Training Teleconference: Building an Inclusive Society
The date is June 29th and the time is 2:30 to 4:00Pm EDT. Registrations will be taken until June 25th.The teleconference is sponsored by the Substance Abuse & Mental Health Services Administration Center for Mental Health Services (SAMHSA).
What follows is information on the teleconference:
The Americans with Disabilities Act (ADA), enacted on July 26, 1990, is one of our nation's most important civil rights achievements. This critical legislation opened the door to creating a more inclusive society by protecting the rights of people with disabilities, including psychiatric disabilities. Among the rights it guarantees are nondiscrimination in employment practices and state and local government programming; accessibility to public places, including restaurants, hotels, theaters, doctors' offices, libraries, and parks; and telephone relay services for individuals who use telecommunications devices for deaf persons (TDD's) or similar devices. The 1999 Olmstead decision, which found that the unjustified intentional isolation of people with disabilities is a violation of the ADA, further reinforced the rights of individuals with disabilities to be part of society and live full lives in the community—with significant impact on people with behavioral health disabilities. These accomplishments have enhanced the social inclusion of people with disabilities within the U.S. and also have informed international efforts to ensure civil and human rights.
Yet even as we prepare to celebrate the 20th anniversary of the ADA and the gains made since its passage, there exist promises yet to be fulfilled.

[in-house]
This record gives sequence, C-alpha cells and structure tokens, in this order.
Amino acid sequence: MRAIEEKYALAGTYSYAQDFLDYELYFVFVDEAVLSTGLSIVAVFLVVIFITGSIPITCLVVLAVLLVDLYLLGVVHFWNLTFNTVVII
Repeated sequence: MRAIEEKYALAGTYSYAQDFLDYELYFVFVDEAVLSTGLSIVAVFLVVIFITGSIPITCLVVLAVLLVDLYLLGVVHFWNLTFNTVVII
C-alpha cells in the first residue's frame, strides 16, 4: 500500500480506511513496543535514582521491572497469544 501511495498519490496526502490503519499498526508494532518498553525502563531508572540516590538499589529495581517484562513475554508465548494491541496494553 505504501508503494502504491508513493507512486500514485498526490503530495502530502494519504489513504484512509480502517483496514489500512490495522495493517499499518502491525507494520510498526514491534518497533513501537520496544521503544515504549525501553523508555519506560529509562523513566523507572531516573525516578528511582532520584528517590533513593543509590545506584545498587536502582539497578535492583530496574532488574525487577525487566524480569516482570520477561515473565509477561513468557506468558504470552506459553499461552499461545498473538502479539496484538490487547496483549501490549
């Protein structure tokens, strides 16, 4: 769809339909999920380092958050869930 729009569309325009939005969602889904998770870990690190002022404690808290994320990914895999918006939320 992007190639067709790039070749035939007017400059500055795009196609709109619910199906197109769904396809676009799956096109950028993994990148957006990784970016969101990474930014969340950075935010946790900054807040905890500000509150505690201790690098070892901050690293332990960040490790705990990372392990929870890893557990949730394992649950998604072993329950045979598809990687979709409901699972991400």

For instance, according to the U.S. Census Bureau, there are more than 54 million people with disabilities in the United States, the vast majority of who live in poverty and are unemployed. For those with psychiatric disabilities, studies consistently show a negative relationship to socioeconomic status. As a result of prejudice that results from misconceptions, individuals with behavioral health problems may be denied opportunities that define a quality life: good jobs, safe housing, adequate health care, and social interaction. Attitudes and structural barriers continue to prevent from people with behavioral health problems from becoming active participants in the labor market.
This training will recognize the accomplishments of the ADA and explore the challenges that still remain in building a fully inclusive society. Our speakers, national disability leaders, will help participants explore questions such as:
How do we become a more inclusive society?
What are the rights of people with disabilities, particularly people with psychiatric disabiltiies?
What are the challenges posed by the assertion of these rights and what protections are offered under the law?
Understand the history of the ADA and its impact on people with psychiatric disabilities.
Learn about the efforts of the United States Department of Health & Human Services (HHS) to build a collaborative network of agencies and departments with aligned programs to deliver effective integrated services to people with disabilities.
Become familiar with the mental health consumer perspective on the national and international implications of ADA and Olmstead.
It should be noted that among the speakers will be Andy J. Imparato, president and chief executive officer of the American Association of People with Disabilities (AAPD), the nation's largest cross-disability membership organization. I don't have personal information about AAPD, but it would seem to be a good organization with which RTs should interact -- especially RT associations such as ATRA.